by Marje Pelayo | Posted on Wednesday, June 12th, 2019
MANILA, Philippines – As of 6:00 a.m. Wednesday (June 12) water level in Angat Dam hit 164.48 meters, still lower than its minimum operating level of 180 meters.
According to the state weather bureau, PAGASA, this is nearing the lowest level recorded in July 2014 when the water level dipped to 162.74 meters.
“Meron kaming na-observe na malalakas na rainfall sa may bandang Zambales, minsan sa bandang Bicol, Cavite, Laguna which is malayo naman sa watershed ng Angat Dam,” PAGASA Hydrologist Elmer Caringal said.
(We have observed heavy rainfall in areas near Zambales, occasionally in Bicol, Cavite, and Laguna which are far from Angat Dam watershed.)
According to the National Water Resources Board (NWRB) Executive Director Sevillo David Jr., Angat Dam will not provide for irrigation this month of June per protocol of the agency which prioritizes the water requirement for Metro Manila.
“Sa protocol (kapag) below 180 meters (ay) priority ang water supply for evaluation ng Board if magre-release for irrigation,” David said.
At present, Angat Dam’s allocation for Metro Manila stays at 46 cubic meters per second.
The National Irrigation Administration (NIA) noted, meanwhile, that farmers in Bulacan and Pampanga are expected to begin cropping season in August when they will be needing water from Angat Dam.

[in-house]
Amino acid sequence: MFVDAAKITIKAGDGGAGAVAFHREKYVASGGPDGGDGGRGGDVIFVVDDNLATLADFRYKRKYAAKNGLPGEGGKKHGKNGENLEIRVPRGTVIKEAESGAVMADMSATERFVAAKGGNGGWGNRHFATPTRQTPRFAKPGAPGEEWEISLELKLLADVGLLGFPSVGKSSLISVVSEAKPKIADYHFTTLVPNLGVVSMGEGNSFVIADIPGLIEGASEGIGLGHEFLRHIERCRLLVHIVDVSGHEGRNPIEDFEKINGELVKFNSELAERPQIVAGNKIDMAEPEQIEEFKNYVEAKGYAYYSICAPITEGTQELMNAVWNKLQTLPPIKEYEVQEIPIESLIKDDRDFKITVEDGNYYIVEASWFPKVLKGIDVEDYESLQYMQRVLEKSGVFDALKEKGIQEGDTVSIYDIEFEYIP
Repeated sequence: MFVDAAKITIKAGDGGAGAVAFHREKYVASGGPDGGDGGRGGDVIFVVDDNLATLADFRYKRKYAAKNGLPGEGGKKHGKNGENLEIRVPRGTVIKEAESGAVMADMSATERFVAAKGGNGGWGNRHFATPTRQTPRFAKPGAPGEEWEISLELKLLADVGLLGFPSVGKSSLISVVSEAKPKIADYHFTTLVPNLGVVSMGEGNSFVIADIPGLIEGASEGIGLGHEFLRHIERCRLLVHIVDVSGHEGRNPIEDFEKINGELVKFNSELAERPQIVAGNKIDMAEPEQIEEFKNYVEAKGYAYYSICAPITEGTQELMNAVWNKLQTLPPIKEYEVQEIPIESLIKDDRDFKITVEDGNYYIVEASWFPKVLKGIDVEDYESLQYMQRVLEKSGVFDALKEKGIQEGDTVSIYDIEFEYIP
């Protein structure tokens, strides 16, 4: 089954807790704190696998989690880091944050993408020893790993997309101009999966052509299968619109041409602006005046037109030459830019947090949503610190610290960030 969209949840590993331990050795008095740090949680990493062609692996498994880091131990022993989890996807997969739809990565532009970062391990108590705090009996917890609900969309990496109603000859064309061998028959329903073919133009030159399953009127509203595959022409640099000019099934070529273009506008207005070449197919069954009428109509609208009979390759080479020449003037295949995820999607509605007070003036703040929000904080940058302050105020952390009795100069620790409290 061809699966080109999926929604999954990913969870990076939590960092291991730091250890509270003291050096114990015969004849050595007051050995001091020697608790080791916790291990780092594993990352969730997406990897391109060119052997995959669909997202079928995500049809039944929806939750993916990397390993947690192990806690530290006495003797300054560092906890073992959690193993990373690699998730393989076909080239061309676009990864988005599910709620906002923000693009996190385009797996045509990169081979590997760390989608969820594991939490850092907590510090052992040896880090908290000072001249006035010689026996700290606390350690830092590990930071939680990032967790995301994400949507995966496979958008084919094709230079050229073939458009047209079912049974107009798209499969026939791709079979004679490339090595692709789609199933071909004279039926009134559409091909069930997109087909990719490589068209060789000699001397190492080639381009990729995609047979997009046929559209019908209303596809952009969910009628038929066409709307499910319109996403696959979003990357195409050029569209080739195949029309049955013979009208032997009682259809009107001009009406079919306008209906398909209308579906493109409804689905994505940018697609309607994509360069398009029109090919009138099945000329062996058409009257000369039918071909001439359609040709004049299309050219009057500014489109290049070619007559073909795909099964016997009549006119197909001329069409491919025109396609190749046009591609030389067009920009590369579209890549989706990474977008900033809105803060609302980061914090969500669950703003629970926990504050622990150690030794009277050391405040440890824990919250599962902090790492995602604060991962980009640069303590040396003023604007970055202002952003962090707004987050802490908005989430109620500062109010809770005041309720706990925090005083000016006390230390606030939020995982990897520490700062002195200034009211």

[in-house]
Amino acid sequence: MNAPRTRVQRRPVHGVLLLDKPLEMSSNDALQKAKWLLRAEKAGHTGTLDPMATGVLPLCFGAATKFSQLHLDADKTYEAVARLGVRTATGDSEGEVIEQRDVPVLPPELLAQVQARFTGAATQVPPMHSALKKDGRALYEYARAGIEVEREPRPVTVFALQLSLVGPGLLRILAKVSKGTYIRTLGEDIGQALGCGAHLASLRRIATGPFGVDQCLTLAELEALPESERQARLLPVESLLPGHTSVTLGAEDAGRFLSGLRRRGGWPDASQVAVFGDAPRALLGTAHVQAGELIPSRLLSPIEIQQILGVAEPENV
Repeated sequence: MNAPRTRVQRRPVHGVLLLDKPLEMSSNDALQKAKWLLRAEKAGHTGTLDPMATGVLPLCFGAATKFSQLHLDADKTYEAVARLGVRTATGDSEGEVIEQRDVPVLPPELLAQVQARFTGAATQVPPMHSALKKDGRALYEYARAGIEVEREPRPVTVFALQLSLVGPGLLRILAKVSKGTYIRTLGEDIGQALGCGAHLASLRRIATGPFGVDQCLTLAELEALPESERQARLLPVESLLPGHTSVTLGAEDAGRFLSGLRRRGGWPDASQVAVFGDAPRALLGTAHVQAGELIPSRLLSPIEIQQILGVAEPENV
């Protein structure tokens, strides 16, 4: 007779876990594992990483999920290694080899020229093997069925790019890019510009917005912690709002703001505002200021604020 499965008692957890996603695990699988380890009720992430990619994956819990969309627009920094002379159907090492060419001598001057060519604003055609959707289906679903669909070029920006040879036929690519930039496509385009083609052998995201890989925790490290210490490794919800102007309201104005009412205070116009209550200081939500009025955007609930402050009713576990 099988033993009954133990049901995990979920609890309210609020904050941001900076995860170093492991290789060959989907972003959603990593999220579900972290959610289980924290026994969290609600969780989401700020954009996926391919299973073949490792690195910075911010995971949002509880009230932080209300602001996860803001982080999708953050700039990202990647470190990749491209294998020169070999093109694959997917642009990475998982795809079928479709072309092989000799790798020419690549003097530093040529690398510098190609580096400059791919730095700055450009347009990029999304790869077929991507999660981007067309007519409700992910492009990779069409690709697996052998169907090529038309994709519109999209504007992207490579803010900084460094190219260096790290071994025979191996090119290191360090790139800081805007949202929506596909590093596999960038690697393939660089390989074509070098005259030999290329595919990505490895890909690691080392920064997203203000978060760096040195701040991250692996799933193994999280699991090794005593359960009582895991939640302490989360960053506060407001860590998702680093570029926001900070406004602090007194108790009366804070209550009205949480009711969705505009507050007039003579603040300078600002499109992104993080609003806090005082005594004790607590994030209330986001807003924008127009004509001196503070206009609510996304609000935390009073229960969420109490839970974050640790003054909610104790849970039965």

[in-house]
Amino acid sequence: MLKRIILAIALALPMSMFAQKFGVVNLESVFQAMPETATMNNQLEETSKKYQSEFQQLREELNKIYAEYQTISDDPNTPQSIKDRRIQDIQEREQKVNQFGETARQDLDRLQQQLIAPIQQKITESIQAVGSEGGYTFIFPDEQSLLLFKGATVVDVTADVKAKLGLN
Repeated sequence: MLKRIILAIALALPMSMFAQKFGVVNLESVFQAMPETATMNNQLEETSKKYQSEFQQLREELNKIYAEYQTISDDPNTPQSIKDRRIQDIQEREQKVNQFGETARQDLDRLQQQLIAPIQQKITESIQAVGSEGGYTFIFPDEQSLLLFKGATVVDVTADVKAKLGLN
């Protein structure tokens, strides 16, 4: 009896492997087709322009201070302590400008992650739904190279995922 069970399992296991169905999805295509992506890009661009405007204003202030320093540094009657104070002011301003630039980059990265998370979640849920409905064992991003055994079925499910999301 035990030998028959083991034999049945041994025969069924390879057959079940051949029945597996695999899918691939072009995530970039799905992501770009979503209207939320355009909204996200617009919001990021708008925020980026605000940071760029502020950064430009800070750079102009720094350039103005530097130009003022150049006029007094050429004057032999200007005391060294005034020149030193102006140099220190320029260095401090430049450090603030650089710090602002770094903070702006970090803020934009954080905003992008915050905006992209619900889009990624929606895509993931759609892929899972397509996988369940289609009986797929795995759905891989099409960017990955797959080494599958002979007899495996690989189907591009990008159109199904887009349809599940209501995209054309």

Still, the agency expects cropping to be ahead of schedule with the coming rainy season.
The lowest water level in Angat Dam was recorded in July 2010 when water reserve dipped further to 157.56 meters. (with reports from Rey Pelayo)
by Marje Pelayo | Posted on Thursday, May 30th, 2019
MANILA, Philippines – Metro Manila and its neighboring provinces have been experiencing heavy downpour in recent days.
Still, it didn’t help to increase water level in Angat Dam, the main source of domestic water supply in Metro Manila.
Angat’s water level was at 169.79 meters on Wednesday (May 29).
But as of 6:00 a.m. on Thursday (May 30), its water reserve dropped further to 169.63 meters which is 10 meters short of the required minimum operating level of 180 meters.
According to the state weather bureau PAGASA, the said measurement is the lowest level for the month of May as compared with records in the past 10 years.
The cause, PAGASA said, is mainly due to the effects of persistent El Niño phenomenon.
In July 2010, Angat’s water level hit the lowest mark at 157.56 meters, according to PAGASA Weather Specialist Richard Orendain.
Meanwhile, National Water Resources Board Executive Director Sevillo David said they will reduce water allocation in Metro Manila to 46 cubic meters per second (cms) in June from the current 48 cms.
He added that irrigation may also suffer a bit unless Angat Dam’s water level rise up back to its minimum operating level of 180 meters.
“Sa ngayon po baka ma delay if hindi maka recover ng maayos ang level ng dam above 180 meters, (There might be delays if the dam’s level will not recover to above 180 meters),” David said.
Similar condition is observed at La Mesa Dam where water level remains low and still unable to supply for Metro Manila’s consumption.
“Ang tubig sa La Mesa Dam hindi parin natin mapapakinabangan sa ngayon dahil hindi pa siya nakakarating sa lebel ng 69 (meters) and above, (Water level in La Mesa Dam cannot yet supply unless it reaches the level of 69 meters and above,)” Orendain explained.